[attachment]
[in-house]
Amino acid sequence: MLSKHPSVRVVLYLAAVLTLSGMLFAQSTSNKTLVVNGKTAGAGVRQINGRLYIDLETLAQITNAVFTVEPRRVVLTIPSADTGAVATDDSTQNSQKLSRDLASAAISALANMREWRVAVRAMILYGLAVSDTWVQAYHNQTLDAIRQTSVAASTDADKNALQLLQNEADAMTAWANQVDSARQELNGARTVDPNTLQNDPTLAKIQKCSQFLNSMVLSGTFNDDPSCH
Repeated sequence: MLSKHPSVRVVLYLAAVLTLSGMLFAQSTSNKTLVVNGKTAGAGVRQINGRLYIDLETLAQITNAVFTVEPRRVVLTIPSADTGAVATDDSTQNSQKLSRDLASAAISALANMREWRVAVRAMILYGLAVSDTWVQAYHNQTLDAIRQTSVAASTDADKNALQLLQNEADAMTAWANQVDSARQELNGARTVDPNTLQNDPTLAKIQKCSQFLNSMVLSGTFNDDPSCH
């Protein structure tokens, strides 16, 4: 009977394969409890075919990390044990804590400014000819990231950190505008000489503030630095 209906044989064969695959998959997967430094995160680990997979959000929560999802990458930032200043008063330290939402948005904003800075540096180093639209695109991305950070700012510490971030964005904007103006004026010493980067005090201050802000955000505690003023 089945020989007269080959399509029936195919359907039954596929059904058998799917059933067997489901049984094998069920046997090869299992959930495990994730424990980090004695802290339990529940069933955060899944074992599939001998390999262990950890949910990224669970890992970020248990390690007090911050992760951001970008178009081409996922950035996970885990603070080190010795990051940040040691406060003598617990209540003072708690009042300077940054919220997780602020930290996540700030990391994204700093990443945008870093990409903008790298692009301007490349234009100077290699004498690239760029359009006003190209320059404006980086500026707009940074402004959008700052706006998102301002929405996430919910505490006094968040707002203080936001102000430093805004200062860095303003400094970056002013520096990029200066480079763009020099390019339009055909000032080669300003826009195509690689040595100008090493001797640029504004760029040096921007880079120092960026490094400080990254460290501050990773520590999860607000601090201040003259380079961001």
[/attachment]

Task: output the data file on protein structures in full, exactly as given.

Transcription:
[in-house]
Amino acid sequence: MLSKHPSVRVVLYLAAVLTLSGMLFAQSTSNKTLVVNGKTAGAGVRQINGRLYIDLETLAQITNAVFTVEPRRVVLTIPSADTGAVATDDSTQNSQKLSRDLASAAISALANMREWRVAVRAMILYGLAVSDTWVQAYHNQTLDAIRQTSVAASTDADKNALQLLQNEADAMTAWANQVDSARQELNGARTVDPNTLQNDPTLAKIQKCSQFLNSMVLSGTFNDDPSCH
Repeated sequence: MLSKHPSVRVVLYLAAVLTLSGMLFAQSTSNKTLVVNGKTAGAGVRQINGRLYIDLETLAQITNAVFTVEPRRVVLTIPSADTGAVATDDSTQNSQKLSRDLASAAISALANMREWRVAVRAMILYGLAVSDTWVQAYHNQTLDAIRQTSVAASTDADKNALQLLQNEADAMTAWANQVDSARQELNGARTVDPNTLQNDPTLAKIQKCSQFLNSMVLSGTFNDDPSCH
């Protein structure tokens, strides 16, 4: 009977394969409890075919990390044990804590400014000819990231950190505008000489503030630095 209906044989064969695959998959997967430094995160680990997979959000929560999802990458930032200043008063330290939402948005904003800075540096180093639209695109991305950070700012510490971030964005904007103006004026010493980067005090201050802000955000505690003023 089945020989007269080959399509029936195919359907039954596929059904058998799917059933067997489901049984094998069920046997090869299992959930495990994730424990980090004695802290339990529940069933955060899944074992599939001998390999262990950890949910990224669970890992970020248990390690007090911050992760951001970008178009081409996922950035996970885990603070080190010795990051940040040691406060003598617990209540003072708690009042300077940054919220997780602020930290996540700030990391994204700093990443945008870093990409903008790298692009301007490349234009100077290699004498690239760029359009006003190209320059404006980086500026707009940074402004959008700052706006998102301002929405996430919910505490006094968040707002203080936001102000430093805004200062860095303003400094970056002013520096990029200066480079763009020099390019339009055909000032080669300003826009195509690689040595100008090493001797640029504004760029040096921007880079120092960026490094400080990254460290501050990773520590999860607000601090201040003259380079961001």